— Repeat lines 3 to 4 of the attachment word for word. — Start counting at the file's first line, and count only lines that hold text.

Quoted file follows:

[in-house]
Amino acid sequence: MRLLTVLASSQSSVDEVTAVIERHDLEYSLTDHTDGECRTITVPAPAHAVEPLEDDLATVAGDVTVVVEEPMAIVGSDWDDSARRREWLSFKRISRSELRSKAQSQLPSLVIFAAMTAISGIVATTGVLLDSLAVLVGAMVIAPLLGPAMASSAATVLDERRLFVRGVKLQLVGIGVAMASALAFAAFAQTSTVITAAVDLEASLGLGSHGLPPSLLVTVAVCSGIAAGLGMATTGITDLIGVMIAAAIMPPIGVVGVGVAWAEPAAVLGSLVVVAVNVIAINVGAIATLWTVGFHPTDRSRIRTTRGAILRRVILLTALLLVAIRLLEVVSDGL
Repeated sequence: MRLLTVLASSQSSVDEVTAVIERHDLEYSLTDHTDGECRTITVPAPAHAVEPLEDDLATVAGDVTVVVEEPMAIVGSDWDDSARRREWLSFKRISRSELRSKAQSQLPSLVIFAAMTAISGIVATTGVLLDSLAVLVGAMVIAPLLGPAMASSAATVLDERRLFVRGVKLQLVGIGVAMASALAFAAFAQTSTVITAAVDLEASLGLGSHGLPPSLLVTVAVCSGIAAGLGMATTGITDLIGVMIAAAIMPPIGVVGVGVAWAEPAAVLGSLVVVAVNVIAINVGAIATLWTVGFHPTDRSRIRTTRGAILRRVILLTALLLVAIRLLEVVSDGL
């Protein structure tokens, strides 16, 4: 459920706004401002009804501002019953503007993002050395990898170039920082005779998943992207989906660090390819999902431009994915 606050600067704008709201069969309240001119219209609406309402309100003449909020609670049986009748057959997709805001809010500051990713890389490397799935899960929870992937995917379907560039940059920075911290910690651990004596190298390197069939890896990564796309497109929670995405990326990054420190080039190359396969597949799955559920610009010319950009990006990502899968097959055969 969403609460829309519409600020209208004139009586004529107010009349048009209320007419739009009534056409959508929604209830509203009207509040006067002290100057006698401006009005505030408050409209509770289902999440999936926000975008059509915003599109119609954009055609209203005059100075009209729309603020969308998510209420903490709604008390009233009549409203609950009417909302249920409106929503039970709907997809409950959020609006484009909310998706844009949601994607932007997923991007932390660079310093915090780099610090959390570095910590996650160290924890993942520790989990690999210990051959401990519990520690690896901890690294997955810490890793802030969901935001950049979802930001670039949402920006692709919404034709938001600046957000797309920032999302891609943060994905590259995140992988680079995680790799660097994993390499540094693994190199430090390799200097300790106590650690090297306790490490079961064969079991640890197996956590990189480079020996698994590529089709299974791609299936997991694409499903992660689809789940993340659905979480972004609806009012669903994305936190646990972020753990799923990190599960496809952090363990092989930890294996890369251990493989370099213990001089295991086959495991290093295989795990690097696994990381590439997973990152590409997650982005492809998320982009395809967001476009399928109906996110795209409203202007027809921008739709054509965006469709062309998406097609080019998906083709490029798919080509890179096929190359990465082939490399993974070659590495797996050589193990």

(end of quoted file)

Repeated sequence: MRLLTVLASSQSSVDEVTAVIERHDLEYSLTDHTDGECRTITVPAPAHAVEPLEDDLATVAGDVTVVVEEPMAIVGSDWDDSARRREWLSFKRISRSELRSKAQSQLPSLVIFAAMTAISGIVATTGVLLDSLAVLVGAMVIAPLLGPAMASSAATVLDERRLFVRGVKLQLVGIGVAMASALAFAAFAQTSTVITAAVDLEASLGLGSHGLPPSLLVTVAVCSGIAAGLGMATTGITDLIGVMIAAAIMPPIGVVGVGVAWAEPAAVLGSLVVVAVNVIAINVGAIATLWTVGFHPTDRSRIRTTRGAILRRVILLTALLLVAIRLLEVVSDGL
């Protein structure tokens, strides 16, 4: 459920706004401002009804501002019953503007993002050395990898170039920082005779998943992207989906660090390819999902431009994915 606050600067704008709201069969309240001119219209609406309402309100003449909020609670049986009748057959997709805001809010500051990713890389490397799935899960929870992937995917379907560039940059920075911290910690651990004596190298390197069939890896990564796309497109929670995405990326990054420190080039190359396969597949799955559920610009010319950009990006990502899968097959055969 969403609460829309519409600020209208004139009586004529107010009349048009209320007419739009009534056409959508929604209830509203009207509040006067002290100057006698401006009005505030408050409209509770289902999440999936926000975008059509915003599109119609954009055609209203005059100075009209729309603020969308998510209420903490709604008390009233009549409203609950009417909302249920409106929503039970709907997809409950959020609006484009909310998706844009949601994607932007997923991007932390660079310093915090780099610090959390570095910590996650160290924890993942520790989990690999210990051959401990519990520690690896901890690294997955810490890793802030969901935001950049979802930001670039949402920006692709919404034709938001600046957000797309920032999302891609943060994905590259995140992988680079995680790799660097994993390499540094693994190199430090390799200097300790106590650690090297306790490490079961064969079991640890197996956590990189480079020996698994590529089709299974791609299936997991694409499903992660689809789940993340659905979480972004609806009012669903994305936190646990972020753990799923990190599960496809952090363990092989930890294996890369251990493989370099213990001089295991086959495991290093295989795990690097696994990381590439997973990152590409997650982005492809998320982009395809967001476009399928109906996110795209409203202007027809921008739709054509965006469709062309998406097609080019998906083709490029798919080509890179096929190359990465082939490399993974070659590495797996050589193990």